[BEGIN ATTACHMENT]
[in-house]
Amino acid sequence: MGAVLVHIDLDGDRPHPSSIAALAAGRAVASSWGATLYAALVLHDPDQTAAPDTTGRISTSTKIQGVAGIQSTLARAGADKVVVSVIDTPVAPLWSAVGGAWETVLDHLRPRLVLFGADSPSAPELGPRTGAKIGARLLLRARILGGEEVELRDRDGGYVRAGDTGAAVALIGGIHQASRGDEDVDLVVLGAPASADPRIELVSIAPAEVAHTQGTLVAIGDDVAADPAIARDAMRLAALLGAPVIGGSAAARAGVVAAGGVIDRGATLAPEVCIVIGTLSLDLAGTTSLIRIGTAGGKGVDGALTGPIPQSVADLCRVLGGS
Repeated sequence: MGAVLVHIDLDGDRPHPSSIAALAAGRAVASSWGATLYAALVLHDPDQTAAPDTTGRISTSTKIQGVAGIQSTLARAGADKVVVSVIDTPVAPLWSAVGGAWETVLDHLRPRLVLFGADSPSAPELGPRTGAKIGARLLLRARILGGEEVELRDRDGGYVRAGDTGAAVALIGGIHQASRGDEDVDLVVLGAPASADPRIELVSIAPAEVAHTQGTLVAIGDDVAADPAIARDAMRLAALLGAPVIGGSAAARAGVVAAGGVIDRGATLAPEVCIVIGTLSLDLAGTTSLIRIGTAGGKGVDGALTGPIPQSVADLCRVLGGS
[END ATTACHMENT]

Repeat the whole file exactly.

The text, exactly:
[in-house]
Amino acid sequence: MGAVLVHIDLDGDRPHPSSIAALAAGRAVASSWGATLYAALVLHDPDQTAAPDTTGRISTSTKIQGVAGIQSTLARAGADKVVVSVIDTPVAPLWSAVGGAWETVLDHLRPRLVLFGADSPSAPELGPRTGAKIGARLLLRARILGGEEVELRDRDGGYVRAGDTGAAVALIGGIHQASRGDEDVDLVVLGAPASADPRIELVSIAPAEVAHTQGTLVAIGDDVAADPAIARDAMRLAALLGAPVIGGSAAARAGVVAAGGVIDRGATLAPEVCIVIGTLSLDLAGTTSLIRIGTAGGKGVDGALTGPIPQSVADLCRVLGGS
Repeated sequence: MGAVLVHIDLDGDRPHPSSIAALAAGRAVASSWGATLYAALVLHDPDQTAAPDTTGRISTSTKIQGVAGIQSTLARAGADKVVVSVIDTPVAPLWSAVGGAWETVLDHLRPRLVLFGADSPSAPELGPRTGAKIGARLLLRARILGGEEVELRDRDGGYVRAGDTGAAVALIGGIHQASRGDEDVDLVVLGAPASADPRIELVSIAPAEVAHTQGTLVAIGDDVAADPAIARDAMRLAALLGAPVIGGSAAARAGVVAAGGVIDRGATLAPEVCIVIGTLSLDLAGTTSLIRIGTAGGKGVDGALTGPIPQSVADLCRVLGGS